I was listening to the radio last week and was shocked to hear about a new trend in cellular phone applications and social media. Apparently there are companies out there that will provide the service of inventing an invisible or non-existent significant other for those who would like one. They will set up a Facebook profile, generate a text message history for a cell phone and provide numerous other services so that your invisible significant other seems more “real”. I suppose there is a market for this. Many adolescents are picked on for not having a significant other, or are asked by their parents when they are going to meet someone. This could be a useful tool to get others off your back, so to speak. Others stated on the radio that it might be helpful for someone that does not want to be forthcoming about their sexuality and preferences, to fool employers, family members and friends.
The most interesting suggestion for use of this service by far was someone suggesting that they might use it to leave their spouse. That they would consider paying the service to generate a fake significant other, leave the smartphone or tablet out for their significant other to see, and then let them find it and accuse them of not being faithful. This surprised me, personally, and the radio DJ also was appalled.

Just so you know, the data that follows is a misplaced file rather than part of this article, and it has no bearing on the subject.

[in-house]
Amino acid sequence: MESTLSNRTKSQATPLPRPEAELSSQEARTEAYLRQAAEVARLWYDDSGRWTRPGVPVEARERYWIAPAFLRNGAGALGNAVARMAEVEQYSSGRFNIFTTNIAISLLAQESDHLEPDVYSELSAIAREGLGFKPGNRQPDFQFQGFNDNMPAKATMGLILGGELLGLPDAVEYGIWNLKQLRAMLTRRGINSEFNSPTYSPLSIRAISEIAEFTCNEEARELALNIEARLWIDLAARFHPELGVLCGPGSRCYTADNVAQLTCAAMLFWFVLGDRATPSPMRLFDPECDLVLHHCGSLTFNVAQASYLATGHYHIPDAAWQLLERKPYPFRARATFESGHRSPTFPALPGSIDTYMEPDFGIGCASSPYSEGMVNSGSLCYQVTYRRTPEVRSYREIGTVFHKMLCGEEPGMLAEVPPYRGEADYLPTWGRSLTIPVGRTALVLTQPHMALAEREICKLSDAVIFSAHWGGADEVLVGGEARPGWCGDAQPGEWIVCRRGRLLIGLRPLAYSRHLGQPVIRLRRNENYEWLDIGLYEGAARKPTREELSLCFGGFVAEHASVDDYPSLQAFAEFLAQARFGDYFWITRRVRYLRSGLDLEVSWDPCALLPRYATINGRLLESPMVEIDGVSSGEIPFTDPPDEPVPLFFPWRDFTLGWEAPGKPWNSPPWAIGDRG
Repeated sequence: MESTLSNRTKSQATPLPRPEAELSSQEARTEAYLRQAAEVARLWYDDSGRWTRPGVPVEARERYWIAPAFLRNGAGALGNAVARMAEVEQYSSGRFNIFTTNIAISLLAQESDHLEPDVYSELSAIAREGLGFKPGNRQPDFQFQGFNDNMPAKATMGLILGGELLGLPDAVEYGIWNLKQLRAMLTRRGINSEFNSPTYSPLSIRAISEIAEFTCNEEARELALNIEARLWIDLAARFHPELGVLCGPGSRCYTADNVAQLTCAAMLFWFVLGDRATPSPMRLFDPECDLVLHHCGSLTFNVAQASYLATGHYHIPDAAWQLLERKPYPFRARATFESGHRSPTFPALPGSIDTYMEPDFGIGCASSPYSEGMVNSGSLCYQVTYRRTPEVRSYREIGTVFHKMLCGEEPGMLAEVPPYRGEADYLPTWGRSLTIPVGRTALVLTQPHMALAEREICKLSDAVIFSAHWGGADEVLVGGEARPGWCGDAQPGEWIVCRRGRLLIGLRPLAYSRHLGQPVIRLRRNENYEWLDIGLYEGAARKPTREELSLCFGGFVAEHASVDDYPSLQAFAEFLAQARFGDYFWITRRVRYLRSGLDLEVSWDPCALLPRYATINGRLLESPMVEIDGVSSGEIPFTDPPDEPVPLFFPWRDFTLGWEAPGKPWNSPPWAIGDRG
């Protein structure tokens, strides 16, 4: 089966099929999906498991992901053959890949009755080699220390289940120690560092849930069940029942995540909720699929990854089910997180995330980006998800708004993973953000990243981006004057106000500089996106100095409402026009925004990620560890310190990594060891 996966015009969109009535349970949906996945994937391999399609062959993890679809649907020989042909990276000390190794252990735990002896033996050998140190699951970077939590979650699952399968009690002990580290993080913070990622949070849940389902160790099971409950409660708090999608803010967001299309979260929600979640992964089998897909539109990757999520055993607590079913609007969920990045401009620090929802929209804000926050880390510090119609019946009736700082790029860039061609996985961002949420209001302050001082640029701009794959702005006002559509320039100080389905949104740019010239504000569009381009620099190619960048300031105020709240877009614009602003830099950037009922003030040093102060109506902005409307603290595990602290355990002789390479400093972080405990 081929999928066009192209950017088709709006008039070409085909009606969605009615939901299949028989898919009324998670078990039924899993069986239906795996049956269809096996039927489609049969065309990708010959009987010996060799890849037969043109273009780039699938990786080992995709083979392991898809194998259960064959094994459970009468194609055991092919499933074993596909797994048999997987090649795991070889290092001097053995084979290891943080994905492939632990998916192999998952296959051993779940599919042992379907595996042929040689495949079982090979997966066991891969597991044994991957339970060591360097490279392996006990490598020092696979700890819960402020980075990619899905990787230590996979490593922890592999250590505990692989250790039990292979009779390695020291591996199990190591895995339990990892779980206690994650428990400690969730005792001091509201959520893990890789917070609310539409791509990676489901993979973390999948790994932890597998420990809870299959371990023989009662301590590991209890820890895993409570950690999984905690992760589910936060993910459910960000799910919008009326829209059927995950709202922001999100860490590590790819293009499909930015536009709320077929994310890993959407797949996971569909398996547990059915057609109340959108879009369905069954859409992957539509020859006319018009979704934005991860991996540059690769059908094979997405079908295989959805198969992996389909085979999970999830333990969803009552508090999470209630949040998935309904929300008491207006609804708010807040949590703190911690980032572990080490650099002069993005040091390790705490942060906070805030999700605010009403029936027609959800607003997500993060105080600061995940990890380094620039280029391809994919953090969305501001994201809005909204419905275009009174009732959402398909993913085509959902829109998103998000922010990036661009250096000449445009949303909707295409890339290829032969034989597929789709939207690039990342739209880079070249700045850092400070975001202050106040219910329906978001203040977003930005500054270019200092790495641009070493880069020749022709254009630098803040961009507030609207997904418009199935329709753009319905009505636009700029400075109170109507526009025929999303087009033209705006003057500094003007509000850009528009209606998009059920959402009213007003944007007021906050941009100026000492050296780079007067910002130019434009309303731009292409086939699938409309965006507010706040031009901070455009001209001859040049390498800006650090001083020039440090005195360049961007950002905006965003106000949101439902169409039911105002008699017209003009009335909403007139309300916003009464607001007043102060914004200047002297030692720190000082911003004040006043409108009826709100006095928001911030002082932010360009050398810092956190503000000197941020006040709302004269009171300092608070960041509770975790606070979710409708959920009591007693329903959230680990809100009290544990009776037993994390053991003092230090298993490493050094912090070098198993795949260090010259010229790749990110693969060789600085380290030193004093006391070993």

We use social media, text messages and other forms of electronic communication as family lawyers regularly. It was just an interesting thought to think that it is possible that a service can provide “generated” exchanges between two people, and makes one question the authenticity of what is out there and what is being used in evidence in domestic relations cases.